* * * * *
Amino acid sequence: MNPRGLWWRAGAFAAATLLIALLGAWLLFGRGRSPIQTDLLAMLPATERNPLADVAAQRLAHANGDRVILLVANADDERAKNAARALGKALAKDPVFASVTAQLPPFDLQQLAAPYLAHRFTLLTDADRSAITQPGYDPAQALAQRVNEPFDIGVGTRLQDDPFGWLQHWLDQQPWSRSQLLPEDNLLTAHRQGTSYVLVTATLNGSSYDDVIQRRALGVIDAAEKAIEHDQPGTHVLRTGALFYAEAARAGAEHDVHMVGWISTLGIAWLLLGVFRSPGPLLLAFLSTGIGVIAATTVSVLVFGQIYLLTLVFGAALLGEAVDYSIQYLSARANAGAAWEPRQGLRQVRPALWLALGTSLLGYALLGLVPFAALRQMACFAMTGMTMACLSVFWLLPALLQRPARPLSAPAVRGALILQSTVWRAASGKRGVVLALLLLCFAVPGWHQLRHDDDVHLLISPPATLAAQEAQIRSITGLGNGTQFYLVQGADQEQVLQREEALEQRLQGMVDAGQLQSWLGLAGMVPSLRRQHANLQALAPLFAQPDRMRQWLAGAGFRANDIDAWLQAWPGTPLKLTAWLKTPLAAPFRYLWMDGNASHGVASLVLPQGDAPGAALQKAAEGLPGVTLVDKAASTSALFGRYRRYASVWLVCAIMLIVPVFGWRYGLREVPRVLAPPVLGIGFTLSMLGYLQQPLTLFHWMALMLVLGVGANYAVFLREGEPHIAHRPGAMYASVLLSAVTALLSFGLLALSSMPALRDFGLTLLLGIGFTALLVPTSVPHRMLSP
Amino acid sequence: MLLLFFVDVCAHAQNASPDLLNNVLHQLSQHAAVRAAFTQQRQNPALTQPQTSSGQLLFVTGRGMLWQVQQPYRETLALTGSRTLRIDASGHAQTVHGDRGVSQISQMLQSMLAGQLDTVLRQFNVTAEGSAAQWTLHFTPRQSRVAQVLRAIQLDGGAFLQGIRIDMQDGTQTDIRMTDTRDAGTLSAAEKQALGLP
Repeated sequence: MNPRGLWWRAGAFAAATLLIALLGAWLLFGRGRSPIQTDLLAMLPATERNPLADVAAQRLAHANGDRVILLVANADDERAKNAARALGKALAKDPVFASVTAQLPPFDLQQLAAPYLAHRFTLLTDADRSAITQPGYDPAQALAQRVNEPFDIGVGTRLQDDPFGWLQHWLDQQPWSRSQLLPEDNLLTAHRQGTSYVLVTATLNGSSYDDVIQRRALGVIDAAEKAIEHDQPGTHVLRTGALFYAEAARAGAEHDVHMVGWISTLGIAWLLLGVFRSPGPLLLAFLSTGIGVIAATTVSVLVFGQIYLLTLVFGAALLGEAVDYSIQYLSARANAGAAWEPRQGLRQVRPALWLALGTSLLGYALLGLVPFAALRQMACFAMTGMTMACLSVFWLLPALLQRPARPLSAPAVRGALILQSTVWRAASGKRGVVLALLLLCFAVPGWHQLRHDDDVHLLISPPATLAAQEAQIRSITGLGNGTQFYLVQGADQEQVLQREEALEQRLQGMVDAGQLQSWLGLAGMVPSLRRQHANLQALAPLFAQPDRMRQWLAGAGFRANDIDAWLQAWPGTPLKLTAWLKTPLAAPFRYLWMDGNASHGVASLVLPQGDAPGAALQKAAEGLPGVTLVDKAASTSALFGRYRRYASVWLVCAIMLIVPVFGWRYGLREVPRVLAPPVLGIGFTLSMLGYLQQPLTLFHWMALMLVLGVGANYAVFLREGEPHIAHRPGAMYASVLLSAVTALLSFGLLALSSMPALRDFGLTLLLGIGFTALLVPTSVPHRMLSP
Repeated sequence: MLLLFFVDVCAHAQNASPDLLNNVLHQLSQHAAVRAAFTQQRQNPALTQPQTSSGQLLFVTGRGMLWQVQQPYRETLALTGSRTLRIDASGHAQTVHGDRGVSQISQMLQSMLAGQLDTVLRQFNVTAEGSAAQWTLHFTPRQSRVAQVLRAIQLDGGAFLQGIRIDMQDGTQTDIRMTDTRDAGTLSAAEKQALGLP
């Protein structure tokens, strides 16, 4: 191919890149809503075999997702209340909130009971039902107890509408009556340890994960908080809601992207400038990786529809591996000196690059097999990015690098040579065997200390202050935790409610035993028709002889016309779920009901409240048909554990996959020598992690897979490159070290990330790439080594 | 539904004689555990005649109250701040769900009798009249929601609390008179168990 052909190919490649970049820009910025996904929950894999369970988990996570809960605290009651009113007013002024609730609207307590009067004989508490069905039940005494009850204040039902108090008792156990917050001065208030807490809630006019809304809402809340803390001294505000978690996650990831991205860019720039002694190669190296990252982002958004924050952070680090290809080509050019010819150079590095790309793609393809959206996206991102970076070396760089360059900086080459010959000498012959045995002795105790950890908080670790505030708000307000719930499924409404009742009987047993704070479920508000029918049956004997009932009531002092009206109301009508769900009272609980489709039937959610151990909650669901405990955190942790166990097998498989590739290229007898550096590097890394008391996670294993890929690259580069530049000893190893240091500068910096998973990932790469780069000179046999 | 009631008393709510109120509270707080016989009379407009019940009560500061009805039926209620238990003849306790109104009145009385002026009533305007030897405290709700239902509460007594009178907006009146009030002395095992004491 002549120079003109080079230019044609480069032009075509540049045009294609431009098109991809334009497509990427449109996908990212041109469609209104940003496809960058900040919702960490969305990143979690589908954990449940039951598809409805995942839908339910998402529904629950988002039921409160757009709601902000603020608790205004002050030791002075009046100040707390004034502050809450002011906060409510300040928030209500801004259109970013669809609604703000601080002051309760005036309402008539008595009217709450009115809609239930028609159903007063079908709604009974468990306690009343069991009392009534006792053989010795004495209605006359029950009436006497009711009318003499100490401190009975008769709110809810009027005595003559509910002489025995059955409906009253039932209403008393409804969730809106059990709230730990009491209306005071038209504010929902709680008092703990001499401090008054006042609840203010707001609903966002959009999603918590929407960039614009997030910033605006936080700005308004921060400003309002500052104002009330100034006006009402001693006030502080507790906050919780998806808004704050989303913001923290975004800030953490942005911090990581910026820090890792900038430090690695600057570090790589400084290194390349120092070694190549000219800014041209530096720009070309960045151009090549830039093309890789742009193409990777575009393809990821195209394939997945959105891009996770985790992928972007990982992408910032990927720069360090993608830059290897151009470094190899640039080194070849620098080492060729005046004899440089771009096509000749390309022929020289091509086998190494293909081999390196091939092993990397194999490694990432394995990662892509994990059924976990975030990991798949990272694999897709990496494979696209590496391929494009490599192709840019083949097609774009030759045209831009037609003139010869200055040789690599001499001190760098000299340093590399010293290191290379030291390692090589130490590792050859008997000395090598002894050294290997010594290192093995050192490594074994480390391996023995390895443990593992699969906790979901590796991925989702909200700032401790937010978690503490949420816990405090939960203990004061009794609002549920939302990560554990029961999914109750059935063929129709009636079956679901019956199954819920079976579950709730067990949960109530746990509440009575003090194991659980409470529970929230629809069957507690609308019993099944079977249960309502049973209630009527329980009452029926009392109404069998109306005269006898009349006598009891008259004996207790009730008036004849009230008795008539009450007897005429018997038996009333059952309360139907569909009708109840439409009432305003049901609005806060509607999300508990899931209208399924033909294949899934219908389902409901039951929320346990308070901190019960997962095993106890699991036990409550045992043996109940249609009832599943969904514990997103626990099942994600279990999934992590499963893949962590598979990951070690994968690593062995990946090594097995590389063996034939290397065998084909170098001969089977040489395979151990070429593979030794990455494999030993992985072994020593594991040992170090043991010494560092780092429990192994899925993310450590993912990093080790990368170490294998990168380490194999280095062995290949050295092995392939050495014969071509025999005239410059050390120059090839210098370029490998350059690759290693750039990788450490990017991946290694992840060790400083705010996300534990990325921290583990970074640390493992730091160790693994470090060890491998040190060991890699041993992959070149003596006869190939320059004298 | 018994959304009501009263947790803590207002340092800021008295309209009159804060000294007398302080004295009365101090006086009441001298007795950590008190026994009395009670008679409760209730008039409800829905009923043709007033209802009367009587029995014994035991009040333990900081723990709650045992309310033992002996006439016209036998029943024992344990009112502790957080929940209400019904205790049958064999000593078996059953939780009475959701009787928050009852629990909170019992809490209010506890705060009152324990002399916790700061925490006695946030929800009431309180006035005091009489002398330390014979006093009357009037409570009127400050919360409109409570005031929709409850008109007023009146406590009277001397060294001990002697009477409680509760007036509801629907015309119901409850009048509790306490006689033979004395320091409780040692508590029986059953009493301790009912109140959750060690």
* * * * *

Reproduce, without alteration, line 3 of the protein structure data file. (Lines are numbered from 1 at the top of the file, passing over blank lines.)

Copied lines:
Repeated sequence: MNPRGLWWRAGAFAAATLLIALLGAWLLFGRGRSPIQTDLLAMLPATERNPLADVAAQRLAHANGDRVILLVANADDERAKNAARALGKALAKDPVFASVTAQLPPFDLQQLAAPYLAHRFTLLTDADRSAITQPGYDPAQALAQRVNEPFDIGVGTRLQDDPFGWLQHWLDQQPWSRSQLLPEDNLLTAHRQGTSYVLVTATLNGSSYDDVIQRRALGVIDAAEKAIEHDQPGTHVLRTGALFYAEAARAGAEHDVHMVGWISTLGIAWLLLGVFRSPGPLLLAFLSTGIGVIAATTVSVLVFGQIYLLTLVFGAALLGEAVDYSIQYLSARANAGAAWEPRQGLRQVRPALWLALGTSLLGYALLGLVPFAALRQMACFAMTGMTMACLSVFWLLPALLQRPARPLSAPAVRGALILQSTVWRAASGKRGVVLALLLLCFAVPGWHQLRHDDDVHLLISPPATLAAQEAQIRSITGLGNGTQFYLVQGADQEQVLQREEALEQRLQGMVDAGQLQSWLGLAGMVPSLRRQHANLQALAPLFAQPDRMRQWLAGAGFRANDIDAWLQAWPGTPLKLTAWLKTPLAAPFRYLWMDGNASHGVASLVLPQGDAPGAALQKAAEGLPGVTLVDKAASTSALFGRYRRYASVWLVCAIMLIVPVFGWRYGLREVPRVLAPPVLGIGFTLSMLGYLQQPLTLFHWMALMLVLGVGANYAVFLREGEPHIAHRPGAMYASVLLSAVTALLSFGLLALSSMPALRDFGLTLLLGIGFTALLVPTSVPHRMLSP